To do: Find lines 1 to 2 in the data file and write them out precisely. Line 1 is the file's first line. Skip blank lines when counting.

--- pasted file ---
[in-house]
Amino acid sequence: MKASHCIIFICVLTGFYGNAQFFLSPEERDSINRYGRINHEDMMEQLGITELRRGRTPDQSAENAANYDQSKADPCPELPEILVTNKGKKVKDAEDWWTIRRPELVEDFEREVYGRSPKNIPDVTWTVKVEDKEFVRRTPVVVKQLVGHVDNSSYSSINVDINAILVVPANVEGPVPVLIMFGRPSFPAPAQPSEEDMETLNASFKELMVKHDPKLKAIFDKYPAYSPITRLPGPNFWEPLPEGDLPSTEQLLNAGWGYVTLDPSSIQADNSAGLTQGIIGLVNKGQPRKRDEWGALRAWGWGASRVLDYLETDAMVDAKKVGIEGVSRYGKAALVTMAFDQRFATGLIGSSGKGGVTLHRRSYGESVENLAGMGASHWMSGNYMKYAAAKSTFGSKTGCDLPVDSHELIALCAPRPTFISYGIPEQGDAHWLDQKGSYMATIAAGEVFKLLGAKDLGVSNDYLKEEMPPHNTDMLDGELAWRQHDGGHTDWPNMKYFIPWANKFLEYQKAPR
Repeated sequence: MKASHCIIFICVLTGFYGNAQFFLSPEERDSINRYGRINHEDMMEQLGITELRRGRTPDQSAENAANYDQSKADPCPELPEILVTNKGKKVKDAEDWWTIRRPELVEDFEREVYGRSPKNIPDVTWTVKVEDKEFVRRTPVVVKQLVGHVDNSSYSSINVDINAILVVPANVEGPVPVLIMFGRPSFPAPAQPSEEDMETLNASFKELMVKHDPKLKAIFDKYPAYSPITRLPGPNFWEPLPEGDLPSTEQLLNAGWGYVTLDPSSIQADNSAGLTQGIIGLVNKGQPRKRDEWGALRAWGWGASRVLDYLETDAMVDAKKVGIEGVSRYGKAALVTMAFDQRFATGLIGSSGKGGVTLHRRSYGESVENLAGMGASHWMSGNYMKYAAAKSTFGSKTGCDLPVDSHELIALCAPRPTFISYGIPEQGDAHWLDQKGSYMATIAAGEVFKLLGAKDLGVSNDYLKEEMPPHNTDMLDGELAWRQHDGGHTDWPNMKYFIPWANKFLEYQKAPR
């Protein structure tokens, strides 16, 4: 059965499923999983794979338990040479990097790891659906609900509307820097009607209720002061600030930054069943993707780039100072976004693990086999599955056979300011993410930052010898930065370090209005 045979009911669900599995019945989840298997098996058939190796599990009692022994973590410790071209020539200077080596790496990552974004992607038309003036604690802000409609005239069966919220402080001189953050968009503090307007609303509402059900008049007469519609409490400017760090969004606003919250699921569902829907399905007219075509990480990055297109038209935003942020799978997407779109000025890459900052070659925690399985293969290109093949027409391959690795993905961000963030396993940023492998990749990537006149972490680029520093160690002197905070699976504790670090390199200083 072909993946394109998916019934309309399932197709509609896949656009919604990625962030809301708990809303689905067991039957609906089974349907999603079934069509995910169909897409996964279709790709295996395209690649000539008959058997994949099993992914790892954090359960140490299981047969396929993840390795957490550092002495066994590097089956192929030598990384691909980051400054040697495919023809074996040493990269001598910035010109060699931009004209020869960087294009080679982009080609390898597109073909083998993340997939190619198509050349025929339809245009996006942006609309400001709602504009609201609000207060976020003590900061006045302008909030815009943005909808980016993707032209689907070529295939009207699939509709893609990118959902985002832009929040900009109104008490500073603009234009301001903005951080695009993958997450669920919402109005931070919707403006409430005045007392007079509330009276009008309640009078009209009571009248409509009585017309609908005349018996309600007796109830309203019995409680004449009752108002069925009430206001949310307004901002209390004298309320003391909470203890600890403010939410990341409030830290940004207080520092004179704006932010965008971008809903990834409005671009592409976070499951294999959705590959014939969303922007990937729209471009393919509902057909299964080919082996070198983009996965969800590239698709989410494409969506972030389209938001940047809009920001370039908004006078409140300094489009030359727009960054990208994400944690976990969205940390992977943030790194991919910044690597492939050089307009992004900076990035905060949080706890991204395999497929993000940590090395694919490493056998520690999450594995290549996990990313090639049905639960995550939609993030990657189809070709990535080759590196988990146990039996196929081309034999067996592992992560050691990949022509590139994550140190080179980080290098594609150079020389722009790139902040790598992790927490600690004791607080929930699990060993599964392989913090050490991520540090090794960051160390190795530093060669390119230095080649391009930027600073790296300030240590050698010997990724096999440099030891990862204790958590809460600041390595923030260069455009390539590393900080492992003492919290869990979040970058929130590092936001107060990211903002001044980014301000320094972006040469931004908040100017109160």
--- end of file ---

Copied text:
[in-house]
Amino acid sequence: MKASHCIIFICVLTGFYGNAQFFLSPEERDSINRYGRINHEDMMEQLGITELRRGRTPDQSAENAANYDQSKADPCPELPEILVTNKGKKVKDAEDWWTIRRPELVEDFEREVYGRSPKNIPDVTWTVKVEDKEFVRRTPVVVKQLVGHVDNSSYSSINVDINAILVVPANVEGPVPVLIMFGRPSFPAPAQPSEEDMETLNASFKELMVKHDPKLKAIFDKYPAYSPITRLPGPNFWEPLPEGDLPSTEQLLNAGWGYVTLDPSSIQADNSAGLTQGIIGLVNKGQPRKRDEWGALRAWGWGASRVLDYLETDAMVDAKKVGIEGVSRYGKAALVTMAFDQRFATGLIGSSGKGGVTLHRRSYGESVENLAGMGASHWMSGNYMKYAAAKSTFGSKTGCDLPVDSHELIALCAPRPTFISYGIPEQGDAHWLDQKGSYMATIAAGEVFKLLGAKDLGVSNDYLKEEMPPHNTDMLDGELAWRQHDGGHTDWPNMKYFIPWANKFLEYQKAPR